Theoretically, the warmer track on day two, after a grey and cool opening session on Thursday, should have offered greater scope for improvement in lap times but the opposite appeared to be true at the bumpy Brazilian circuit. It thus took some time for the riders to find their optimum set-ups, and they had to devote a lot of time and effort in finding good race set-ups. Once they had finally fitted qualifying tyres, it was a different story.

Loris Capirossi had propelled himself to a clear lead on the times sheets in the final few minutes, outpacing Gibernau with a last throw of the dice but Rossi was waiting in the wings, riding aggressively to secure the pole position by a margin of 0.302 seconds.

Despite a last attempt by provisional pole position man Max Biaggi (Camel Pramac Pons RC211V) to reinstate himself at the top of the timesheets his last lap was an imperfect one, and he had to settle for a front row start in fourth.

On the second row Troy Bayliss (Ducati) leads off top Yamaha rider thus far Shinya Nakano. Nicky Hayden ran out seventh, with Tohru Ukawa eighth, the last man on the second row.

The real test for the race will be tyre selection, as the track has already presented problems in this area, proving to be very hard to read as the weather changes.

All being well, Rossi is the best-placed rider pre-race and is in a good position to go about adding to his already impressive Rio race record.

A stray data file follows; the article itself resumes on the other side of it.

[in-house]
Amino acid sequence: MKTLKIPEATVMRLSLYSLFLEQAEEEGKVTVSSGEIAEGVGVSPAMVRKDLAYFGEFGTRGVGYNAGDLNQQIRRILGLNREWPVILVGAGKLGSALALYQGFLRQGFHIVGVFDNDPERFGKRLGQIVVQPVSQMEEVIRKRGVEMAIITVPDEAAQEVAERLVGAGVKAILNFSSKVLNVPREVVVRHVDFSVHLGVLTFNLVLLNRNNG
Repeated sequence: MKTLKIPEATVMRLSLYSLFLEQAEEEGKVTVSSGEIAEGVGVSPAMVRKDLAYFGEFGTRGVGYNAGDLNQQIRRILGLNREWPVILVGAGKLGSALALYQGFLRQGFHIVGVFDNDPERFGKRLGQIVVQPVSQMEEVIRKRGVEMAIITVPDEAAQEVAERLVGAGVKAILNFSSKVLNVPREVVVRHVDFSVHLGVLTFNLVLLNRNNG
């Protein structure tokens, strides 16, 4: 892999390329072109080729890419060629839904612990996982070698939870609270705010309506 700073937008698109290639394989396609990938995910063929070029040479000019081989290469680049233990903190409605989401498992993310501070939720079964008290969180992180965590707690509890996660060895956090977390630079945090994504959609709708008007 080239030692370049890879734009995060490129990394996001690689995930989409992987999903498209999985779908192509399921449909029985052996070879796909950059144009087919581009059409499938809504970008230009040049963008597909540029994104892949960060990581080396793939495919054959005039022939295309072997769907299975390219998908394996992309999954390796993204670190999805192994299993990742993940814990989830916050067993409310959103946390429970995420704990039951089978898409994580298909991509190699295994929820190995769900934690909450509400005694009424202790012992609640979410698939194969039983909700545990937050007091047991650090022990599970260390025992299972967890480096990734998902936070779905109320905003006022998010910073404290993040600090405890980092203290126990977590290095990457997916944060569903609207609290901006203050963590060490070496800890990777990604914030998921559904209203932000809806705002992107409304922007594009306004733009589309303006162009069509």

“To make the pole position is always good,” said Rossi. “Today we tried hard because yesterday we didn’t have enough time to test the qualifying tyre. Today the plan was to try two but we were only able to use one because we worked a lot on race set-up for tomorrow. 1:49.0! I rode very well and the qualification tyre was very good.”

Sete Gibernau fell at the very end of the practice session, and this affected his post-qualifying mood somewhat. His all important front row start will nevertheless come into play for him when the race gets underway.
“Today we have done a good job once more with the set-up of the bike but we still have a few things to sort out,” said Gibernau. “I have found a really good rhythm in the corners but I am losing too much time in the straights. I am doing all I can to make it up but I need some help from Honda. Luckily I wasn’t hurt in my crash and I hope to solve our problems in the warm-up.”

For Biaggi, the second day was a disappointment compared to the first but he nonetheless starts from the front row, in fourth.